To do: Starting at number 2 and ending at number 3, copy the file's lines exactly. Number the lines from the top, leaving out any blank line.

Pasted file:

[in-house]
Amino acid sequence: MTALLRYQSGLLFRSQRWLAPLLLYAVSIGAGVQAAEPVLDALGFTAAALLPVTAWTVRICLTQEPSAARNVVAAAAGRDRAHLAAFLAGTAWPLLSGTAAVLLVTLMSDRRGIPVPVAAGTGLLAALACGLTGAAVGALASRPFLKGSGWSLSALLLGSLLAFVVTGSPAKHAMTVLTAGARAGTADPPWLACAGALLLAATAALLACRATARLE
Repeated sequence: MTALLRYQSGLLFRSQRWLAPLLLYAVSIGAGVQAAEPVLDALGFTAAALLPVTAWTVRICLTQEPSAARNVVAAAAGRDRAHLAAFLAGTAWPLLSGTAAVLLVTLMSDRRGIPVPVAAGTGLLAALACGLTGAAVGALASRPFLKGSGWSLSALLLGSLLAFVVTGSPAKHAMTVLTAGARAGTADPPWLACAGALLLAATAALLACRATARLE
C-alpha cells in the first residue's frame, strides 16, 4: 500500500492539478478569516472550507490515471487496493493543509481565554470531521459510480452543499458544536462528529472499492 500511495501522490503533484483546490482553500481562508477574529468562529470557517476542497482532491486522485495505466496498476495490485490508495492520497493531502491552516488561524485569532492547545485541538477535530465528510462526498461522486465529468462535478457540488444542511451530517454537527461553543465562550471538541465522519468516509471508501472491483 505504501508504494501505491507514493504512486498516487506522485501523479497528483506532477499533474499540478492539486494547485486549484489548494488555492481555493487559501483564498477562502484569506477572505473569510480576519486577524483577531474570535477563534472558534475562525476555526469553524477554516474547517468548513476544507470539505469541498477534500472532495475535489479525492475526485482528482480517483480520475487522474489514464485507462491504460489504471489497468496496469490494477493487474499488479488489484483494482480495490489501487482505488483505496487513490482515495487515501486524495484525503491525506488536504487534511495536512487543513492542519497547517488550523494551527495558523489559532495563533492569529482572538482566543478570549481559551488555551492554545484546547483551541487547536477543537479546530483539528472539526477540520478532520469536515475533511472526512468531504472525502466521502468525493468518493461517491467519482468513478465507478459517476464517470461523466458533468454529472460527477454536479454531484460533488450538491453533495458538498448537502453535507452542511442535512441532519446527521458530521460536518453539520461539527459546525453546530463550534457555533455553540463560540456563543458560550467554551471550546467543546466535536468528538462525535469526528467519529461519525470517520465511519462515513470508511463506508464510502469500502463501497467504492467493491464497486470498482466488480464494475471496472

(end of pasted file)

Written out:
Amino acid sequence: MTALLRYQSGLLFRSQRWLAPLLLYAVSIGAGVQAAEPVLDALGFTAAALLPVTAWTVRICLTQEPSAARNVVAAAAGRDRAHLAAFLAGTAWPLLSGTAAVLLVTLMSDRRGIPVPVAAGTGLLAALACGLTGAAVGALASRPFLKGSGWSLSALLLGSLLAFVVTGSPAKHAMTVLTAGARAGTADPPWLACAGALLLAATAALLACRATARLE
Repeated sequence: MTALLRYQSGLLFRSQRWLAPLLLYAVSIGAGVQAAEPVLDALGFTAAALLPVTAWTVRICLTQEPSAARNVVAAAAGRDRAHLAAFLAGTAWPLLSGTAAVLLVTLMSDRRGIPVPVAAGTGLLAALACGLTGAAVGALASRPFLKGSGWSLSALLLGSLLAFVVTGSPAKHAMTVLTAGARAGTADPPWLACAGALLLAATAALLACRATARLE